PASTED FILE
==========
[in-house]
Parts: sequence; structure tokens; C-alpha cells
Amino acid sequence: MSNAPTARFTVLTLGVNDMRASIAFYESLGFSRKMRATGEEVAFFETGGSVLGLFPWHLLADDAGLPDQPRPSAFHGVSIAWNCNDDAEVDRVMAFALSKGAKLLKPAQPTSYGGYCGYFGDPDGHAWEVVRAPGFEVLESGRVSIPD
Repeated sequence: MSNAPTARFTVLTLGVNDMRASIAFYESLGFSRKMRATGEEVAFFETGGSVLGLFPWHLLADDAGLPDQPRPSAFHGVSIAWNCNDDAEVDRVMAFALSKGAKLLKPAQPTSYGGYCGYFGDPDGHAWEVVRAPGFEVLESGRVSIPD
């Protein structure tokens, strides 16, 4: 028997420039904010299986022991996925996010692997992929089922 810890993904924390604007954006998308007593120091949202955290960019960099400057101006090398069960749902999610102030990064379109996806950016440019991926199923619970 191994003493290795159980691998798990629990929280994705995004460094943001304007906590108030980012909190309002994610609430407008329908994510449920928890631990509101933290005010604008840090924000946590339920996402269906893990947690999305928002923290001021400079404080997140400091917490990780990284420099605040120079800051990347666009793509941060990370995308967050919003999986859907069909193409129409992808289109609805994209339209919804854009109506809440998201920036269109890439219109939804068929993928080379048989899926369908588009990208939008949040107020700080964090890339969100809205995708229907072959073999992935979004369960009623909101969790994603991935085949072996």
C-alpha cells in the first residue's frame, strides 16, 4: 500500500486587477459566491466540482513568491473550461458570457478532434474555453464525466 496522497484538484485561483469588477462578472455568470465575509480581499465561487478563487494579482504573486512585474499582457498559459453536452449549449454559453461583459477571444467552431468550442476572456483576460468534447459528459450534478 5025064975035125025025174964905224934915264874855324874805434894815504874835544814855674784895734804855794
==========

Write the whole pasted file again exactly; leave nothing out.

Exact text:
[in-house]
Parts: sequence; structure tokens; C-alpha cells
Amino acid sequence: MSNAPTARFTVLTLGVNDMRASIAFYESLGFSRKMRATGEEVAFFETGGSVLGLFPWHLLADDAGLPDQPRPSAFHGVSIAWNCNDDAEVDRVMAFALSKGAKLLKPAQPTSYGGYCGYFGDPDGHAWEVVRAPGFEVLESGRVSIPD
Repeated sequence: MSNAPTARFTVLTLGVNDMRASIAFYESLGFSRKMRATGEEVAFFETGGSVLGLFPWHLLADDAGLPDQPRPSAFHGVSIAWNCNDDAEVDRVMAFALSKGAKLLKPAQPTSYGGYCGYFGDPDGHAWEVVRAPGFEVLESGRVSIPD
């Protein structure tokens, strides 16, 4: 028997420039904010299986022991996925996010692997992929089922 810890993904924390604007954006998308007593120091949202955290960019960099400057101006090398069960749902999610102030990064379109996806950016440019991926199923619970 191994003493290795159980691998798990629990929280994705995004460094943001304007906590108030980012909190309002994610609430407008329908994510449920928890631990509101933290005010604008840090924000946590339920996402269906893990947690999305928002923290001021400079404080997140400091917490990780990284420099605040120079800051990347666009793509941060990370995308967050919003999986859907069909193409129409992808289109609805994209339209919804854009109506809440998201920036269109890439219109939804068929993928080379048989899926369908588009990208939008949040107020700080964090890339969100809205995708229907072959073999992935979004369960009623909101969790994603991935085949072996």
C-alpha cells in the first residue's frame, strides 16, 4: 500500500486587477459566491466540482513568491473550461458570457478532434474555453464525466 496522497484538484485561483469588477462578472455568470465575509480581499465561487478563487494579482504573486512585474499582457498559459453536452449549449454559453461583459477571444467552431468550442476572456483576460468534447459528459450534478 5025064975035125025025174964905224934915264874855324874805434894815504874835544814855674784895734804855794